The Other Boleyn Girl, is hands down the best piece of historical fiction I have ever read. Upon reading it, I have been searching for other books of its genre and subject matter to delve into.Gregory made these characters come alive for me, and made me understand how difficult it was to live as a woman in the early 1500s. Mary was especially well crafted. At 13 years old she went from her forced marriage to being thrown into the King's arms as his mistress. The inner struggles she fought between being true to herself and her heart, or true to her family were especially poignant.Anne Boleyn, the most famous and tragically terminated sister, is portrayed in such a venomous way. She would stop at nothing to get what she wanted, and to rise in power and prestige. In the end it killed her. But her character, as portrayed by Ms. Gregory, was compelling and convincingly ugly, despite her beauty.King Henry VIII also jumped off the pages. He came off as a spoiled brat, even as he grew older, who always got what he wanted. He and Anne were well matched for each other as no level of deceipt was too high. Ms. Gregory was brilliant in choosing Mary as the narrator of this book. In doing so, the manipulative and scheming nature of Anne was able to come alive, as was the unorthodox lifestyle chosen by George Boleyn, the brother. The relationship amongst the Boleyn siblings, in and of itself, could fill a novel. The complexities of a family struggling to maintain individual identities, while working to bring the family up to the highest level of stature is intense.This book is a page turner; it is incredibly compelling, deep and fascinating. I learned a great deal about the monarchy of Henry VII as well as life in the court during that time period. At the same time, I found myself incredibly entertained and saddened when I reached the last page. I cannot wait for more from Ms. Gregory.

a fascinating and enthralling read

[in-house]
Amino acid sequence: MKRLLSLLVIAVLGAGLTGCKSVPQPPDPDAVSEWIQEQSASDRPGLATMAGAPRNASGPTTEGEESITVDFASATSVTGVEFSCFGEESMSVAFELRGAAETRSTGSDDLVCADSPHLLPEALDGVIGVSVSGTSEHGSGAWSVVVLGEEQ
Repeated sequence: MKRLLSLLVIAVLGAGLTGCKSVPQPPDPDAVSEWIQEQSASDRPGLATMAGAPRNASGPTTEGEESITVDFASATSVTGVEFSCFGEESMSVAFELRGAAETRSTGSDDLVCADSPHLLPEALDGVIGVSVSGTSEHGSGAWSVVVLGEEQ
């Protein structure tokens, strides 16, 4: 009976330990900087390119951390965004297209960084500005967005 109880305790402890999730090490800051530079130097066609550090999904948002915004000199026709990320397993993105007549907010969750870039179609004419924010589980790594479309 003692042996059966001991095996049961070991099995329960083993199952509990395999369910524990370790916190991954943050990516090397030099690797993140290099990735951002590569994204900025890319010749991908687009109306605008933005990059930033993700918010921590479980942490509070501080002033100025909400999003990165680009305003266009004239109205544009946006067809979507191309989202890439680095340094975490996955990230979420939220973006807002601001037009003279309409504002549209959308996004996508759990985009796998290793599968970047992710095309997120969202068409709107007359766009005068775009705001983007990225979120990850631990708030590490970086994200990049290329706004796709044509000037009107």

I had more or less given up reading historical novels when I ran out of books by Jean Plaidy to read. For me, she was one of the truly rare authours (saving Sharon Kay Penman of course) who got the feel, tone and character of her subject matter right. So that I had more or less stopped looking out for new books in this genre to read. And then I saw "The Other Boleyn Girl" at my local bookstore, and after sampling the first chapter, I realized that I had to buy this book. And I'm awfully glad that I did. What a simply wonderful read!! Phillipa Gregory did a really splendid job of evoking the splendor and turbulence of Henry VIII's court. I also thought that her choice of narrator, Mary Boleyn (the elder of the Boleyn sisters) was an inspired as well. Most historians (and perhaps I've only read the those that espoused this majority view) tend to dismiss Mary as an empty headed good time girl because she was used and cast aside with very little ceremony; and because she never rose as high as her sister, Anne. But you have to wonder: Mary was also the only Boleyn sibling to survive the vicissitudes of Henry VIII's reign, and the fall of the Howard-Boleyn fortunes; she also managed to marry for love (and a happy and lasting marriage it proved to be too) the second time around. So perhaps there was a lot more to the 'other Boleyn girl' than everyone credits?Gregory's novel opens and closes with two executions -- it begins with the execution of the Duke of Buckingham in 1521, and ends with the execution of Anne Boleyn in 1536. With this rather grim events framing her book, the novel proper starts in 1522, with Anne arrival at the Tudor court, where her elder sister, Mary, is already lady-in-waiting to Henry's wife, Queen Katherine. From the very beginning we see that while there is a bond that ties the Boleyn sisters together, there is also a deep rooted rivalry between them. It is a tense time at court: the queen (already quite a few years older than her husband) has yet to produce a male heir to the throne, and people are beginning to question if the aging queen will ever be able to bear children again. Some of Henry's advisers are even began to gently hint that he should put his Spanish wife aside and look for a younger more fecund wife. In the midst of all this intrigue, Mary soon catches the king's roving eye. Although she is married and still quite loyal to the queen, her family (her ruthless parents as well as her uncle, the powerful and equally ruthless Duke of Howard) decrees that she put her marriage and loyalties aside and cater to the whims of her king. Bedazzled, it doesn't take Mary very long to fall in love with both her golden king and her role as the his 'unofficial' wife. A few years and two royal by-blows later however, Mary is shunted aside when the king begins to loose interest in their relationship and her ambitious family fearful that they will loose all the power that they have gained, throws the more ruthless and seductive siste